His mother was gone from the bedroom but the site of the bed made him shiver and shake all the same. He packed his cleanest clothing in a bag with his mother’s sewing kit and his pouch with all his chalk and picked up his trumpet. It was cold and he couldn't stop shaking. He stared at the empty bed for a moment and ran down the stairs, stumbling over the last step. The doctor was writing Mary Poppins a note and the constable was folding up his own notebook. Mary Poppins tucked the doctor’s note into the pocket of her coat. “Thank you ever so much,” she said, and the constable and the doctor both tipped their hats at her. She nodded at him. “Are you ready, Bert? I’m afraid we’ve got a long ride ahead of us.”

In the carriage she let him cry, deep, gasping, sobs against her neck. “Bert, Bert,” she said, but that was all she said. He cried until his throat was sore and he couldn’t speak except to say, “Why?”

“You know perfectly well why she died,” said Mary Poppins, holding him back to look at his face. “She was very ill.”

Mary Poppins saying, ‘she died,’ had a finality to it that brought fresh tears to his eyes, but he took a deep breath and shook his head. “No,” he said, “Why did you come?”

“I never leave a charge if they still need me,” she repeated. She pulled a handkerchief from her pocket and dabbed her eyes. “Oh Bert.”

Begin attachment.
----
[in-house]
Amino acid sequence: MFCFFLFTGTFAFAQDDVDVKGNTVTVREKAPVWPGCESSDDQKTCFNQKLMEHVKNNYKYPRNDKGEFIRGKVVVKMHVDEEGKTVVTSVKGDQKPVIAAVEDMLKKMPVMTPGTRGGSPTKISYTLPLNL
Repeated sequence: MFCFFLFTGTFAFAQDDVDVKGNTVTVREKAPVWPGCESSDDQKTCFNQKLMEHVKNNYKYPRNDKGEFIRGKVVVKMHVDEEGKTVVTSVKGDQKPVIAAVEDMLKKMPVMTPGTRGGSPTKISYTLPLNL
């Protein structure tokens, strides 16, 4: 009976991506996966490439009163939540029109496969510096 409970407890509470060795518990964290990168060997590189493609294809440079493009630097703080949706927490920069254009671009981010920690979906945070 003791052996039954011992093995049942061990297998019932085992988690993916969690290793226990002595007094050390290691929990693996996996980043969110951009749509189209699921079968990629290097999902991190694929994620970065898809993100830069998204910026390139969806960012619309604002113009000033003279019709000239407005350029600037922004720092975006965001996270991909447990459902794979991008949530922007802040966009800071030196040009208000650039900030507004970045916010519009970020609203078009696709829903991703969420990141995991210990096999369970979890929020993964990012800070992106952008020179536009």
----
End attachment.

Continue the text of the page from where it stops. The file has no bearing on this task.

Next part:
He curled up against her chest and wept. She stroked his hair and said nothing more. The ride was long and he was nearly asleep when he heard Mary Poppins tap on the roof of the carriage and say to the driver, “This will do.”

She squeezed his shoulder. “Come along, Bert. I am not a bed. We have some walking to do.”

He climbed off her and shook himself awake while she gathered her things. The driver helped Mary Poppins out and let Bert jump over the stairs to the ground. He tripped and would have fallen but for the driver grabbing his arm. “My condolences,” said the driver. Mary Poppins nodded at him. She picked up Bert’s bag and started off down a small street. He wanted very much to hold her hand, but he was ten and ten year old boys did not do such things. He hurried along at her side instead, as close as she would let him.

“You’ll be staying with Uncle Albert,” she said. “He will take you to a boy’s home tomorrow morning. He is a patron of a few homes and will know where you’ll best fit in.”

“Why can't I stay with you?” Bert asked.